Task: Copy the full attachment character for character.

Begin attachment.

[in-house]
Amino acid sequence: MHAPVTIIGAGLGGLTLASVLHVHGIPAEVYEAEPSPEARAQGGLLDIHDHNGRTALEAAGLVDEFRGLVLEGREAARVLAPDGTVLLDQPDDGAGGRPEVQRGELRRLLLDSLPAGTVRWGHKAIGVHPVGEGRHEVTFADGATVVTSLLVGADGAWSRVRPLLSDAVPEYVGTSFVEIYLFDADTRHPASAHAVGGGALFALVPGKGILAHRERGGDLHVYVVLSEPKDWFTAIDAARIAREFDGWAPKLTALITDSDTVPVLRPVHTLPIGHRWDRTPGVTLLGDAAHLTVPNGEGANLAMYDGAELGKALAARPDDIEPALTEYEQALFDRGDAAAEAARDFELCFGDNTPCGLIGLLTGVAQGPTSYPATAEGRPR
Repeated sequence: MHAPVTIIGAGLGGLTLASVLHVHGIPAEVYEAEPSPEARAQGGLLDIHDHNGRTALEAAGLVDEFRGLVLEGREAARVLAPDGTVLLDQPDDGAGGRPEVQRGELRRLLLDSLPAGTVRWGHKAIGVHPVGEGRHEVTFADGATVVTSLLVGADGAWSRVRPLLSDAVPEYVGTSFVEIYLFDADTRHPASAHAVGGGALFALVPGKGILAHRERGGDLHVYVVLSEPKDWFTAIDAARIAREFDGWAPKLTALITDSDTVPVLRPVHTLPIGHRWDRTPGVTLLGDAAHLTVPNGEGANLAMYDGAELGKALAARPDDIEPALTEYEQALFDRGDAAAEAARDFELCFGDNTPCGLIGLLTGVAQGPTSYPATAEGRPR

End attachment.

[in-house]
Amino acid sequence: MHAPVTIIGAGLGGLTLASVLHVHGIPAEVYEAEPSPEARAQGGLLDIHDHNGRTALEAAGLVDEFRGLVLEGREAARVLAPDGTVLLDQPDDGAGGRPEVQRGELRRLLLDSLPAGTVRWGHKAIGVHPVGEGRHEVTFADGATVVTSLLVGADGAWSRVRPLLSDAVPEYVGTSFVEIYLFDADTRHPASAHAVGGGALFALVPGKGILAHRERGGDLHVYVVLSEPKDWFTAIDAARIAREFDGWAPKLTALITDSDTVPVLRPVHTLPIGHRWDRTPGVTLLGDAAHLTVPNGEGANLAMYDGAELGKALAARPDDIEPALTEYEQALFDRGDAAAEAARDFELCFGDNTPCGLIGLLTGVAQGPTSYPATAEGRPR
Repeated sequence: MHAPVTIIGAGLGGLTLASVLHVHGIPAEVYEAEPSPEARAQGGLLDIHDHNGRTALEAAGLVDEFRGLVLEGREAARVLAPDGTVLLDQPDDGAGGRPEVQRGELRRLLLDSLPAGTVRWGHKAIGVHPVGEGRHEVTFADGATVVTSLLVGADGAWSRVRPLLSDAVPEYVGTSFVEIYLFDADTRHPASAHAVGGGALFALVPGKGILAHRERGGDLHVYVVLSEPKDWFTAIDAARIAREFDGWAPKLTALITDSDTVPVLRPVHTLPIGHRWDRTPGVTLLGDAAHLTVPNGEGANLAMYDGAELGKALAARPDDIEPALTEYEQALFDRGDAAAEAARDFELCFGDNTPCGLIGLLTGVAQGPTSYPATAEGRPR